Beaver Fever! Sherri Tippe gives a dam about Colorado's beaver population
The roar of our all-terrain vehicles sends birds and chipmunks fleeing as we grind our way up the mountainside. We are high above the Roaring Fork Valley, skirting the edge of the Maroon Bells-Snowmass Wilderness Area. The view is spectacular, a jaw-dropping vista of craggy peaks hovering over wildflower-studded meadows and thick stands of aspen, but my attention is elsewhere.
Like June Cleaver, I am worried about the beaver.
There are six of the little buggers in three cages, stacked to the fore and aft of the Honda ATV that I am, at this peculiar moment, just learning how to operate. Two adults, two yearlings, two kits — more than 200 pounds of fur and orange teeth and enormous paddle-shaped tails, reeking of more musk than a fifteen-year-old boy after his morning blast of Axe. They smell like...well, like big, wet rodents drying in the sun.
Nocturnal by nature, my cargo is unaccustomed to the blaze of the midday heat. They are not happy about the lurching and pitching of the ATV as we negotiate the steep, rutted trail. They express their distress by shifting nervously in their cages, shitting copiously and looking for a way out. I am wondering how I will drive while fending off a crazed gang of giant rats on a prison break when I hear a soothing voice behind me.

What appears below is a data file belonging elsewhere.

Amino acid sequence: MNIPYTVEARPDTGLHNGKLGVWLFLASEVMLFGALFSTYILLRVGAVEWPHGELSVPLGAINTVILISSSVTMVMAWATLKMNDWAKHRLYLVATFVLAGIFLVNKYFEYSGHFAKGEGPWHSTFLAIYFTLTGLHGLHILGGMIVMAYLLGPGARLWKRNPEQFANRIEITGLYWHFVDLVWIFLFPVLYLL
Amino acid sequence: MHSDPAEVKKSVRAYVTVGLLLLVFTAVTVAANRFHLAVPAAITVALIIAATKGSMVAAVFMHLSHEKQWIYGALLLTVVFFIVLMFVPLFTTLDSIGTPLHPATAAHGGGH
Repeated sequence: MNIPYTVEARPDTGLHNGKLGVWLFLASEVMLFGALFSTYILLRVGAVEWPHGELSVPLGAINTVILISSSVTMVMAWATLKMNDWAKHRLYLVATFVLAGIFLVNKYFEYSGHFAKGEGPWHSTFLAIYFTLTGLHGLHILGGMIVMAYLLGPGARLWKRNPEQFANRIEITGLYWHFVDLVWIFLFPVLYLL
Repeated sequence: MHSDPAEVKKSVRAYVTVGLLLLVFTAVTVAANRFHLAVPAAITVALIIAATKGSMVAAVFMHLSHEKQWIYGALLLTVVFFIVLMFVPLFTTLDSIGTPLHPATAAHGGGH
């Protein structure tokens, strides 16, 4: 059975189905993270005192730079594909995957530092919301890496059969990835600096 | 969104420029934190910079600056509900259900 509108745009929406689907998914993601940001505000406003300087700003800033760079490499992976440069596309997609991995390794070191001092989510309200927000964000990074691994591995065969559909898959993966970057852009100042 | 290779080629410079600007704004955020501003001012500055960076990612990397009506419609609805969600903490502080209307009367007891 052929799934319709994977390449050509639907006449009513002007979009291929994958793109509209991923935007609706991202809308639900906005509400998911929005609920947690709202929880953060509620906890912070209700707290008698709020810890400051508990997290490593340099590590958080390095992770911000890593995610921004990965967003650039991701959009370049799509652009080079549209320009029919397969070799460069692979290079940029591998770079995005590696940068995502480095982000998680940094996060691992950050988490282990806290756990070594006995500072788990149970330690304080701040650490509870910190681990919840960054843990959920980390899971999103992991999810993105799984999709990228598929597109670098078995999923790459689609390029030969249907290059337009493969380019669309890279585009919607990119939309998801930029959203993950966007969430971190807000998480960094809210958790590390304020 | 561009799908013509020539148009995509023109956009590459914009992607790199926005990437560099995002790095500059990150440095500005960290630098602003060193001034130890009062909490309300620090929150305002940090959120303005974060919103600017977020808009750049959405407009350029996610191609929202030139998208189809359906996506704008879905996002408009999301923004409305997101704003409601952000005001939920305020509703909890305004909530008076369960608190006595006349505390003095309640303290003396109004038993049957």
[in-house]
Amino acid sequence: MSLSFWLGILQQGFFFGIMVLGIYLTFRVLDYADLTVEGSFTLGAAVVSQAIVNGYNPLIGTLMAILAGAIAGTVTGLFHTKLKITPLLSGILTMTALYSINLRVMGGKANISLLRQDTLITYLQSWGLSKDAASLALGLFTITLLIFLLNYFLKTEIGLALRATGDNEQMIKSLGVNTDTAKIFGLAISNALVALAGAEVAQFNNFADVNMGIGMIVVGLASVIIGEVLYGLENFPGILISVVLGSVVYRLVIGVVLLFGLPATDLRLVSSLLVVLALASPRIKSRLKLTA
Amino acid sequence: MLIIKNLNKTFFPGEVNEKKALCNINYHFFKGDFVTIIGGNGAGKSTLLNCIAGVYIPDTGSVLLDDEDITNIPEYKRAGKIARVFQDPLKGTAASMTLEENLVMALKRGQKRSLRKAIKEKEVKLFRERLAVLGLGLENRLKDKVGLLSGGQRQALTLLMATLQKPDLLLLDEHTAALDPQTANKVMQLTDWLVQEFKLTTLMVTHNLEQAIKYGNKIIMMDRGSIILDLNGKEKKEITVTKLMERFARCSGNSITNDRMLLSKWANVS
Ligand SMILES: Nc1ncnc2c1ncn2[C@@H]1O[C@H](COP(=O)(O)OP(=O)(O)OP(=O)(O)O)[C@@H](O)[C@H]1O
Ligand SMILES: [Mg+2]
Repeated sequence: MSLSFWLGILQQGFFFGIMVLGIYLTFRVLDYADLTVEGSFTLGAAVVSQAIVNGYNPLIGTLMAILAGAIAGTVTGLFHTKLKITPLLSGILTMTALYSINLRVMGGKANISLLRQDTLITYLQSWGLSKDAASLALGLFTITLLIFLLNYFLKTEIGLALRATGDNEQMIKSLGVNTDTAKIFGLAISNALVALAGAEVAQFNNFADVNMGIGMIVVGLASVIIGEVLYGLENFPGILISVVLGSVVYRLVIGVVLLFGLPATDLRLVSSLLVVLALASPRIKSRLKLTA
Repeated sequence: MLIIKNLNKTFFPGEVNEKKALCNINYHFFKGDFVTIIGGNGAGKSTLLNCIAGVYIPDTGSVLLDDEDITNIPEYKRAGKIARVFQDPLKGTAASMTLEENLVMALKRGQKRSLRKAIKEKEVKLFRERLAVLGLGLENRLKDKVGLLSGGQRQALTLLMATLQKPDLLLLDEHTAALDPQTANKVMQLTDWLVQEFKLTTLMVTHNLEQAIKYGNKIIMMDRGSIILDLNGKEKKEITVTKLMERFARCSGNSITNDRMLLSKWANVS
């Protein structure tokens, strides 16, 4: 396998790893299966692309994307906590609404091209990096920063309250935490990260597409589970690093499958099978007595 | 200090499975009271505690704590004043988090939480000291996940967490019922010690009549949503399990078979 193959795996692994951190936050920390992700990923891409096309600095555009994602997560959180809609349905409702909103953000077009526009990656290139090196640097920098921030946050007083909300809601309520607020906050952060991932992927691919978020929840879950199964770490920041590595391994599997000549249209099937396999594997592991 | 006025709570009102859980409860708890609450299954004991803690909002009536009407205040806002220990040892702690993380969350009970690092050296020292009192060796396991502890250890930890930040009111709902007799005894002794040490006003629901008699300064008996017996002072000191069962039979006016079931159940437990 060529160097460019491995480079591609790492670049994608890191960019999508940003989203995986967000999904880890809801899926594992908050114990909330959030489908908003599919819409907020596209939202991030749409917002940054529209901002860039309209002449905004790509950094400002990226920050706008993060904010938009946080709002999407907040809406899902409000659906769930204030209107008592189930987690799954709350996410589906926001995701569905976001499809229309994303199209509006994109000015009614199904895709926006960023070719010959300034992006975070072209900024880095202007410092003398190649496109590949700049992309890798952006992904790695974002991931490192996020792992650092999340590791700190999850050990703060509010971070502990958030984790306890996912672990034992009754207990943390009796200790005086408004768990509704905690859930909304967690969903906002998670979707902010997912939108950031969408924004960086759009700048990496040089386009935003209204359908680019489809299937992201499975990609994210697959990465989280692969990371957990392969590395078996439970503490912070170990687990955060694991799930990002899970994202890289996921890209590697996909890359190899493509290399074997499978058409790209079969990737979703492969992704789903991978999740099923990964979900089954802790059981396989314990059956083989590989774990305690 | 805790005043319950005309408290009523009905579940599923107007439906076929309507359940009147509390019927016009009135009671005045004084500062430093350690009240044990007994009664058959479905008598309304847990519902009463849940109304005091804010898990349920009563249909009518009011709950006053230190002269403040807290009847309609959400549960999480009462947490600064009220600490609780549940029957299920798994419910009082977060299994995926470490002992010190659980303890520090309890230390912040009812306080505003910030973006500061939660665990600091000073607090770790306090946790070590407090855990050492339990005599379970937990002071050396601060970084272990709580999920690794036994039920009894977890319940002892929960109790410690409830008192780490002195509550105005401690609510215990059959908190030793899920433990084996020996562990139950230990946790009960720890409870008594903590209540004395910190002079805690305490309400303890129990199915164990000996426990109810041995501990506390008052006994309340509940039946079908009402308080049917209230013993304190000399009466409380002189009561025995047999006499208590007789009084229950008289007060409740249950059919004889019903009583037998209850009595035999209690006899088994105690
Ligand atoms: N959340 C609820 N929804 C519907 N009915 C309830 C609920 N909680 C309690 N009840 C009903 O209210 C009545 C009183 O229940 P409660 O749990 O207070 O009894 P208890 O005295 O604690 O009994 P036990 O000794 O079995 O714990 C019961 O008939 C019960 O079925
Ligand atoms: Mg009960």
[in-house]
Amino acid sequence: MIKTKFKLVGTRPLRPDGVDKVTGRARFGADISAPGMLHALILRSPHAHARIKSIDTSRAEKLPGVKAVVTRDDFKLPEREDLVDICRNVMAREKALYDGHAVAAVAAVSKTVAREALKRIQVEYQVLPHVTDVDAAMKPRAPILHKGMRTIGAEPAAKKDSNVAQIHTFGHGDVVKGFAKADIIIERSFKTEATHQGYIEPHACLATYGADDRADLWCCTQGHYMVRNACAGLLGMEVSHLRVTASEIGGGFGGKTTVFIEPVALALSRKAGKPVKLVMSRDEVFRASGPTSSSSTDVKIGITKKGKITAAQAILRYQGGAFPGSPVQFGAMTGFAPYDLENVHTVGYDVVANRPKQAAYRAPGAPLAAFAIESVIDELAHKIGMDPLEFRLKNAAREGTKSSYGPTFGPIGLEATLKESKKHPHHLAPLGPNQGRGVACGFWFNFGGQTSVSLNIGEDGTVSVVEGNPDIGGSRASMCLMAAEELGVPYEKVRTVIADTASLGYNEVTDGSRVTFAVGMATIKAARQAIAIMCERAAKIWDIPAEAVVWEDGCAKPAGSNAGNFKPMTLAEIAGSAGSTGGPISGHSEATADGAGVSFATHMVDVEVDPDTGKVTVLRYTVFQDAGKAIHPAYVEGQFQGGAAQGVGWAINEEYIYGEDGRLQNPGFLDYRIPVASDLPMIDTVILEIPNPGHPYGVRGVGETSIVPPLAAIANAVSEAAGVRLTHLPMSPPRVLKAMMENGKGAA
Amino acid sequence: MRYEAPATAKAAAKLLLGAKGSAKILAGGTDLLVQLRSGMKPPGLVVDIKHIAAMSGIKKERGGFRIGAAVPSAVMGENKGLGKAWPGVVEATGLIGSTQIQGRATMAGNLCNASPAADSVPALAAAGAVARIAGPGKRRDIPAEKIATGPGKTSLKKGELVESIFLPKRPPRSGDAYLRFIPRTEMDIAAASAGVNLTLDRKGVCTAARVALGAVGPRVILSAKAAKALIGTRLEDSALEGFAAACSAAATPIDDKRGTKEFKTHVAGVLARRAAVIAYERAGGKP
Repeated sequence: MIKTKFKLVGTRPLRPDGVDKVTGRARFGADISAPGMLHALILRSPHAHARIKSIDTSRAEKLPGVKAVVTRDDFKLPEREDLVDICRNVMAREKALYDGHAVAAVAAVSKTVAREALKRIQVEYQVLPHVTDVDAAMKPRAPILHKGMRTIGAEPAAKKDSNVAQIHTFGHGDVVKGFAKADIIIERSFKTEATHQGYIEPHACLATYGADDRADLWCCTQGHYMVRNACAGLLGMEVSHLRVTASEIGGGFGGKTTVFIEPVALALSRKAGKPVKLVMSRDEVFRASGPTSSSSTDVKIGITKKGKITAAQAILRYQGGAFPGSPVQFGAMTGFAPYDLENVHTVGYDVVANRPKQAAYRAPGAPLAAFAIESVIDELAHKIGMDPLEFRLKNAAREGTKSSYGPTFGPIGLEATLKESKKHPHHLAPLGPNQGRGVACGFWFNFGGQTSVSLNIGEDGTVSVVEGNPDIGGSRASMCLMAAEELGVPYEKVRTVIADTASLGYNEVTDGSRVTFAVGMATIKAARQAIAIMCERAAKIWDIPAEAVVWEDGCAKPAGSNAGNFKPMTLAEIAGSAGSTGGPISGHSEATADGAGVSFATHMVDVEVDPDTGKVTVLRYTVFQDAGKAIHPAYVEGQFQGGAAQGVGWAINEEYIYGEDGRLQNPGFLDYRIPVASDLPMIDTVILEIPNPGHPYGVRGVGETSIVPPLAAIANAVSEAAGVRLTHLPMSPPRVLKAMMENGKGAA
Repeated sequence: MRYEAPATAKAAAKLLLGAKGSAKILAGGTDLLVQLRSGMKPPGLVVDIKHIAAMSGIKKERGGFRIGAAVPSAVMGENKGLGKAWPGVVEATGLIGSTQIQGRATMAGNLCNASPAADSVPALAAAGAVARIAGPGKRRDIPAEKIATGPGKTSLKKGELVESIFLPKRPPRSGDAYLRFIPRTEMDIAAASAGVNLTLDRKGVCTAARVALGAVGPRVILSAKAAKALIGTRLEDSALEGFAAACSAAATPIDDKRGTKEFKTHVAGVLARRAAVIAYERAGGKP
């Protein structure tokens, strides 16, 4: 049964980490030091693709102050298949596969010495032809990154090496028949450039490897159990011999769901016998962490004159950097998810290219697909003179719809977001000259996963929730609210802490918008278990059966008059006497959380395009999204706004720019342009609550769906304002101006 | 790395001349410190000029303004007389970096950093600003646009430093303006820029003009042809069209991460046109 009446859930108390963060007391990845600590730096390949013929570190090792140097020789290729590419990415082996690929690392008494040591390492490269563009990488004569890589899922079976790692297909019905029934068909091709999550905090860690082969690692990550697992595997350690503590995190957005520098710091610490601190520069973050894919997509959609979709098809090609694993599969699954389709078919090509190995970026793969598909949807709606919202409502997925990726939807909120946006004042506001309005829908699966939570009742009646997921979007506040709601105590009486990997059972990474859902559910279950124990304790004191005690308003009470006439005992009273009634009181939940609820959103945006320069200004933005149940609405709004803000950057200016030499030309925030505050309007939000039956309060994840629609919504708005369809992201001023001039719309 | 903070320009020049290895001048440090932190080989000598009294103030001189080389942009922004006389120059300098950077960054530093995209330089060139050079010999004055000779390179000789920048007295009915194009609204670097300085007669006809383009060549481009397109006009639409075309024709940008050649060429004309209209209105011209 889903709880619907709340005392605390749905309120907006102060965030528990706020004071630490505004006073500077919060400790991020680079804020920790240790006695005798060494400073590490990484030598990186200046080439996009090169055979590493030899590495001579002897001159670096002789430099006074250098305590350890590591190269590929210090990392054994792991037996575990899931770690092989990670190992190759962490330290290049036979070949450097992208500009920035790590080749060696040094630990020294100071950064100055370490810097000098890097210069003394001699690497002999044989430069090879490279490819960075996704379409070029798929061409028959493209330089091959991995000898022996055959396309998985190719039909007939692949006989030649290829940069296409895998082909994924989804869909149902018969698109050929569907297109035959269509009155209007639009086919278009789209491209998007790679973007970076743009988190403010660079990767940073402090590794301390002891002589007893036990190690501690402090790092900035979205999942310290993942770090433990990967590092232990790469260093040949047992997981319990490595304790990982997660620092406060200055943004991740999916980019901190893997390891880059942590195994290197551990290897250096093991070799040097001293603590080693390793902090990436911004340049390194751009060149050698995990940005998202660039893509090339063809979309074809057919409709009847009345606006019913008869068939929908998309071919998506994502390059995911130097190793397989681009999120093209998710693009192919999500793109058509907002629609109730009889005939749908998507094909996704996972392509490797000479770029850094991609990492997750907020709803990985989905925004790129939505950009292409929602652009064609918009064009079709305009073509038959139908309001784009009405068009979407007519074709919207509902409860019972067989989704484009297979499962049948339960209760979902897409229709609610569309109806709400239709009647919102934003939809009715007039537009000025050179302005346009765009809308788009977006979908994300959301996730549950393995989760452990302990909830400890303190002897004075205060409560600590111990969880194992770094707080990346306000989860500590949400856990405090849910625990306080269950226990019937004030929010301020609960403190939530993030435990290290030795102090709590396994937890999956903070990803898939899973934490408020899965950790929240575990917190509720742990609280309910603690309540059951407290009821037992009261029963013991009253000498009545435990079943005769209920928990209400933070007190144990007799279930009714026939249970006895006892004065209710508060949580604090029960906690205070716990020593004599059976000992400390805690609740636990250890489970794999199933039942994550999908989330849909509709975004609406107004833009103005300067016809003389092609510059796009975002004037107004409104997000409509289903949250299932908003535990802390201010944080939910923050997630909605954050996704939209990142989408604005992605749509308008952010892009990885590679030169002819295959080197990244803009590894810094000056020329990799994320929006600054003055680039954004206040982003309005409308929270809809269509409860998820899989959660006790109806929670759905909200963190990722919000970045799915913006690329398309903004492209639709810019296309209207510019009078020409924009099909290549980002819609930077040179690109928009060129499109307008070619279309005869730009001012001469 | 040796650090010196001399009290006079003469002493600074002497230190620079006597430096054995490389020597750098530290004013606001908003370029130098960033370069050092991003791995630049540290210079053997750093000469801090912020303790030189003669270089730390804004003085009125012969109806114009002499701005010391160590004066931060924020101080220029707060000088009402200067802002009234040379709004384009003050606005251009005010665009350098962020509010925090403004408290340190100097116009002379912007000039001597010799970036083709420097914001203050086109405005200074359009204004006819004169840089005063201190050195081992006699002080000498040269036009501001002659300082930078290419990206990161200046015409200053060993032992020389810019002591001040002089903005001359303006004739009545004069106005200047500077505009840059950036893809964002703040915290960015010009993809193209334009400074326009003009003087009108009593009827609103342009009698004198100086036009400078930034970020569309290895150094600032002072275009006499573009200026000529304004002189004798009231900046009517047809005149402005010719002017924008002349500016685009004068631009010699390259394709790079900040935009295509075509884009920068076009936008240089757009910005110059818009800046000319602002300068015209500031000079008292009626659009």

"How are you doing, baby?" Sherri Tippie asks. "You are so beautiful!"
These endearments are directed not at me, but at the beaver, which must endure a few more minutes of this alarming final stage of their 200-mile journey to a new home. Tippie trapped this family in a desolate stretch of Sand Creek in Aurora a couple of days ago and has been chatting with them regularly ever since. People think it's crazy for her to talk to wild animals — and to urge other people to do the same — but she insists that hearing a friendly human voice helps to calm a beaver.
She ought to know. Over the past 25 years, Tippie has probably live-trapped, fed, cuddled, relocated, observed, defended, conversed with, serenaded and otherwise saved from annihilation more beaver than any person on earth. Her expertise has been achieved through long hours in muddy, trash-choked creeks and endless struggles with know-nothing bureaucrats, smug exterminators and homeowner associations that view beaver as an invasive species. In 1987, when Tippie first started Wildlife 2000, her grassroots organization dedicated to beaver rescue, she was ridiculed by wildlife officials as a rank amateur; now members of those same agencies seek her out for advice and beg her to conduct seminars on how to trap safely.
"Sherri's just an old hippie," says Shayne Clayson, a volunteer who's worked with her often in recent years. "She is so passionate about this animal. I used to think she was one of the best in the country, but there are people all over the world calling her."
Once slaughtered by the millions for their pelts and denounced as pests that gnawed valuable timber and clogged up irrigation ditches with their infernal dams, beaver have been virtually eradicated from many North American waterways. Killing beaver on private property in Colorado doesn't require any kind of permit — even though they are now widely recognized as a keystone species in the arid West, a species that plays a critical role in establishing and maintaining the conditions of a particular ecosystem.